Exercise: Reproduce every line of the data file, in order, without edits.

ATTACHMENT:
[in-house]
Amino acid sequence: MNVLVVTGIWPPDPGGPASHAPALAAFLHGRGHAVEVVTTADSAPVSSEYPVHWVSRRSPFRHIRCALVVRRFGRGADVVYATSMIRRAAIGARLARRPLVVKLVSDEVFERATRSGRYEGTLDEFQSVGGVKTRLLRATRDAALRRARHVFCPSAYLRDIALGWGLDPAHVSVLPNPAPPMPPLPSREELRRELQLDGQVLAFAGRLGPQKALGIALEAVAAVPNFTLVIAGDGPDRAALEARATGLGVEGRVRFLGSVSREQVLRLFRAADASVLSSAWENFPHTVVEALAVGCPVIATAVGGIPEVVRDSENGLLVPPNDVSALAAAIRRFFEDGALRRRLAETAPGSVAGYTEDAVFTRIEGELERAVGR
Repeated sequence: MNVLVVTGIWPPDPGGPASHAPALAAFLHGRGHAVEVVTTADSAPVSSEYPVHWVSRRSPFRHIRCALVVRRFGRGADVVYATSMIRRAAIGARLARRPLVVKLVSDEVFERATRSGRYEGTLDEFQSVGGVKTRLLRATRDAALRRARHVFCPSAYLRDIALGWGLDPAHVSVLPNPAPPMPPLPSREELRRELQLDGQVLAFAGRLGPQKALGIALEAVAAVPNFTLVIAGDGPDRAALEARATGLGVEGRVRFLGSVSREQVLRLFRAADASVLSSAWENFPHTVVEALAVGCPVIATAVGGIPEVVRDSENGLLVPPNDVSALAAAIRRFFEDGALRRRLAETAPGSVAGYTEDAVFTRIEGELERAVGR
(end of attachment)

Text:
[in-house]
Amino acid sequence: MNVLVVTGIWPPDPGGPASHAPALAAFLHGRGHAVEVVTTADSAPVSSEYPVHWVSRRSPFRHIRCALVVRRFGRGADVVYATSMIRRAAIGARLARRPLVVKLVSDEVFERATRSGRYEGTLDEFQSVGGVKTRLLRATRDAALRRARHVFCPSAYLRDIALGWGLDPAHVSVLPNPAPPMPPLPSREELRRELQLDGQVLAFAGRLGPQKALGIALEAVAAVPNFTLVIAGDGPDRAALEARATGLGVEGRVRFLGSVSREQVLRLFRAADASVLSSAWENFPHTVVEALAVGCPVIATAVGGIPEVVRDSENGLLVPPNDVSALAAAIRRFFEDGALRRRLAETAPGSVAGYTEDAVFTRIEGELERAVGR
Repeated sequence: MNVLVVTGIWPPDPGGPASHAPALAAFLHGRGHAVEVVTTADSAPVSSEYPVHWVSRRSPFRHIRCALVVRRFGRGADVVYATSMIRRAAIGARLARRPLVVKLVSDEVFERATRSGRYEGTLDEFQSVGGVKTRLLRATRDAALRRARHVFCPSAYLRDIALGWGLDPAHVSVLPNPAPPMPPLPSREELRRELQLDGQVLAFAGRLGPQKALGIALEAVAAVPNFTLVIAGDGPDRAALEARATGLGVEGRVRFLGSVSREQVLRLFRAADASVLSSAWENFPHTVVEALAVGCPVIATAVGGIPEVVRDSENGLLVPPNDVSALAAAIRRFFEDGALRRRLAETAPGSVAGYTEDAVFTRIEGELERAVGR